From everyting I have read on CA/SA Cichlids only the Black Belt and Mayan are capable of converting to full strength saltwater (1.025 = 34ppt), and Convicts and Dempseys will live in brackish waters (1.010 = 16ppt). The methods I have read about may have had better results if the acclimation period lasted longer, 4 days seems to short, even to acclimate to bracksih. I was going to make it a lot longer process. I was going to prolonge the process for a full month, only raising the salinity in 1 pt increments every 48 hours.

Day 1: freshwater
Day 4: 1.001
Day 7: 1.002
Day 10: 1.003
Day 13: 1.004
Day 15: 1.005
Day 18: 1.006
Day 21: 1.007
Day 24: 1.008
Day 27: 1.009

then introduce into brackish tank 1.010 on day 30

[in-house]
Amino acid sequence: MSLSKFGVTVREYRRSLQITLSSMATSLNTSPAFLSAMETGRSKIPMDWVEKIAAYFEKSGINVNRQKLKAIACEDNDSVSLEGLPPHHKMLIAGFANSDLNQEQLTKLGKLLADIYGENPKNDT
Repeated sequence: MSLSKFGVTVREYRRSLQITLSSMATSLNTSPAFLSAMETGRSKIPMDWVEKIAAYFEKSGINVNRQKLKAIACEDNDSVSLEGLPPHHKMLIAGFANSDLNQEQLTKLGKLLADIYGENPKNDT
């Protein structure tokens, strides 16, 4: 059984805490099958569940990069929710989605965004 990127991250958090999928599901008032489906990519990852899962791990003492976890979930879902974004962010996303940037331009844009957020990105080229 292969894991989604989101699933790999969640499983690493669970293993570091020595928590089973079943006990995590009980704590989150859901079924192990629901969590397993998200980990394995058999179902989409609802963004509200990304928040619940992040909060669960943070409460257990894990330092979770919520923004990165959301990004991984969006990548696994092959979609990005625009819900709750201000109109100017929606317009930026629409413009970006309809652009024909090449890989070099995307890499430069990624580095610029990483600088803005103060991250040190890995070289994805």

Last edited by hyposalinity on Thu May 01, 2008 3:18 pm, edited 1 time in total.
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Postby hyposalinity » Thu May 01, 2008 3:16 pm

Then the opposite for the salt tank

Day 1: saltwater
Day 3: 1.024
Day 5: 1.023
Day 7: 1.022
Day 9: 1.021
Day 11: 1.020
Day 13: 1.019
Day 15: 1.017
Day 17: 1.016
Day 19: 1.015
Day 21: 1.014
Day 23: 1.013
Day 25: 1.012
Day 27: 1.011

then introduce into bracksih tank at 1.010 on day 30
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Postby hyposalinity » Thu May 01, 2008 3:43 pm

Maybe an easier route would be for me to wait on my pair of clownfish to start reproducing, then slowly take them down to 1.011 and hope to rear fry at that salinity. Then get my pair of Cons to reproduce, then slowly increase them to 1.009 and hopefully get them to rear fry at that salinity. Then finally introduce the fry from each pair into a brackish tank at 1.010 together. Talk about a long shot, but makes more sense I guess. I wish I already had a breeding pair of 3 stripe damsels instead of Ocellaris.